Why Did Facebook Launch Facebook Camera?

When Facebook bought Instagram last month for the cool price of $1 billion, my Twitter feed showed nothing else for about six hours after the announcement. It was big news, especially seeing as it was the biggest acquisition Facebook had ever made. It also caused instant chatter in the tech world, including those jokes (“Why did Zuckerberg pay $1 billion for Instagram when he could have downloaded it for free?”) which raised a slight chuckle the first time you read them but started to grate slightly when every third person was retweeting them.

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Facebook Camera or Instagram?

Facebook stated that Instagram would be independently managed, so really the acquisition meant nothing – apart from the Instagram team earning a fat load of cash. There was chatter that Instagram would be merged into Facebook with its filters and photo effects but again, nothing much has happened. Now, Facebook have launched a standalone “Camera” app for iOS (no word on the Android version yet) which many see as a competitor to Instagram.

There’s no major difference in the programs. Facebook Camera has 15 built-in photo effects (compared to Instagram’s 18) and one advantage is the ability to upload multiple photos to Facebook at once. You can also edit pictures straight from the app and tag people in them before uploading.

Facebook Camera

The default screen of Facebook Camera and a photo in editing mode

It all sounds pretty familiar, doesn’t it? After using the app for a couple of minutes, it’s blatantly obvious to even the most casual of users that the Camera app has taken a couple of leaves out of Instagram’s book with the in-built photo effects, which all look very nice but are nothing new. The app also features a mini News Feed for your friends photos, so you can scroll through them, Like them, comment on them and so on.

And all these fancy features fail to impress me one bit. I guess I’m more of the traditional photographer here. I use my phone to take pictures only if I’m out and I want to snap something quickly – for the bulk of my photography I use my Nikon DSLR. I do use Instagram but more to share little snippets and photos with slightly witty comments rather than the place to show off my photography skills (there’s Flickr and 500px for that).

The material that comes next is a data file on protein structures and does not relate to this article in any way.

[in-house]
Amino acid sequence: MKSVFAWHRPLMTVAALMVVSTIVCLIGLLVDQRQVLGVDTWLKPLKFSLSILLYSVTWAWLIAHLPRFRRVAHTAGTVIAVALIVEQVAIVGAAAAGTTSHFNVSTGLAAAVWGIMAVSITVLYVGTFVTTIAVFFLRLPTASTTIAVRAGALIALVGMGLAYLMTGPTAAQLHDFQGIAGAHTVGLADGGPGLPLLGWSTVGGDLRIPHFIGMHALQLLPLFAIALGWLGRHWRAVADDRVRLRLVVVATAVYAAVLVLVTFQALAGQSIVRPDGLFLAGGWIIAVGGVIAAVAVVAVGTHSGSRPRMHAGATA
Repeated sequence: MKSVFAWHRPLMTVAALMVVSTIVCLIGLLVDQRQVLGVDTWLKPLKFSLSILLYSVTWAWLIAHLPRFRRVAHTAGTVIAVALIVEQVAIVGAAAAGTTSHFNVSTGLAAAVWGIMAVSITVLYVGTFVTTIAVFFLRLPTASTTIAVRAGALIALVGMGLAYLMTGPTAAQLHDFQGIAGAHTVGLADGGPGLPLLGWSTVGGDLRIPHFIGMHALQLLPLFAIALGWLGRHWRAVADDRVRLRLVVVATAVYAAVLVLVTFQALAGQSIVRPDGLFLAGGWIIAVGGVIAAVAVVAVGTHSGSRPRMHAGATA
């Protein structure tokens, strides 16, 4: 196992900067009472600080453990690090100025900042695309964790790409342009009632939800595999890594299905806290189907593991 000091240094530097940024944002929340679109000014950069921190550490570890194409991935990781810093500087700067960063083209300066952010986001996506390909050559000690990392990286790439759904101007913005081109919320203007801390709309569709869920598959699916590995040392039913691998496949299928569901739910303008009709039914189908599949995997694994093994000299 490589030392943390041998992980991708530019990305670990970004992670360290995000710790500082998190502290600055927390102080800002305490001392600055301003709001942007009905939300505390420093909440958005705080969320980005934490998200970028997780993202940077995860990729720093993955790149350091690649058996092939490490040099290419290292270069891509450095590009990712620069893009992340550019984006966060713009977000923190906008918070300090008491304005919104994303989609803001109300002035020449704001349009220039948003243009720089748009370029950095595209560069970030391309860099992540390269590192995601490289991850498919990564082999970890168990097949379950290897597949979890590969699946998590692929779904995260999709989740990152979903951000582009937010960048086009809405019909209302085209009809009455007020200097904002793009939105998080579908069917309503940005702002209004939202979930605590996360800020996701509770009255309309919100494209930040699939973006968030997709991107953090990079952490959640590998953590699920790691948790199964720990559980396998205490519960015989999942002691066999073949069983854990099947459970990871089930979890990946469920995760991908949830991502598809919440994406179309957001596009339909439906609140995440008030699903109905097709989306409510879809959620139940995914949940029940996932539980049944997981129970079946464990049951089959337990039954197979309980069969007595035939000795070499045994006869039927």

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For photo sharing, I prefer to use 500px or Flickr

But the big question is: why did Facebook launch Camera? After all, they could have easily integrated the features of Camera (multiple photo uploading, filters, photo editing) into the default Facebook app (while, hopefully, ironing out the mountain of bugs in the app, which is just as clunky on iOS as it is on Android) – but no. They chose to release a product in almost direct competition with Instagram; and it seems that die-hard Facebook users (of which I am not one) are being coaxed into making the switch.

The buy-out deal of Instagram may have something to do with it. According to the British Daily Telegraph, the deal may not be finalised for another 12 months because of an obligatory “competition probe” built in. Facebook has apparently been working on an Instagram rival for quite a long time (even before the deal was announced) and Camera is most likely the product of this work.

The whole situation seems to me like a little ‘tit-for-tat’, and I’m on Instagram’s side here. It was only launched in October 2010 to a market saturated with alternatives and anyone would have thought that starting up a social network in the shadow of Facebook was suicide. But Instagram did it differently – offering a simple way to share your photos with some fancy effects that made them look a bit alternative – and it paid off. In April 2012, the network had 30 million accounts, and that was even before the Android version was announced.

Instagram Android

Instagram for Android was launched in April 2012, annoying iPhone users who had seen it as "their own app"

I don’t like Facebook’s whole approach to the situation and given their poor share price (which has since tumbled from $38 to around $32 since the IPO), it seems that investors and the market alike haven’t reacted positively either. The constant struggle for the biggest slice of pie leaves some companies resorting to almost desperate measures, and Camera is one these: a copy of what is, in my opinion, a far superior product.


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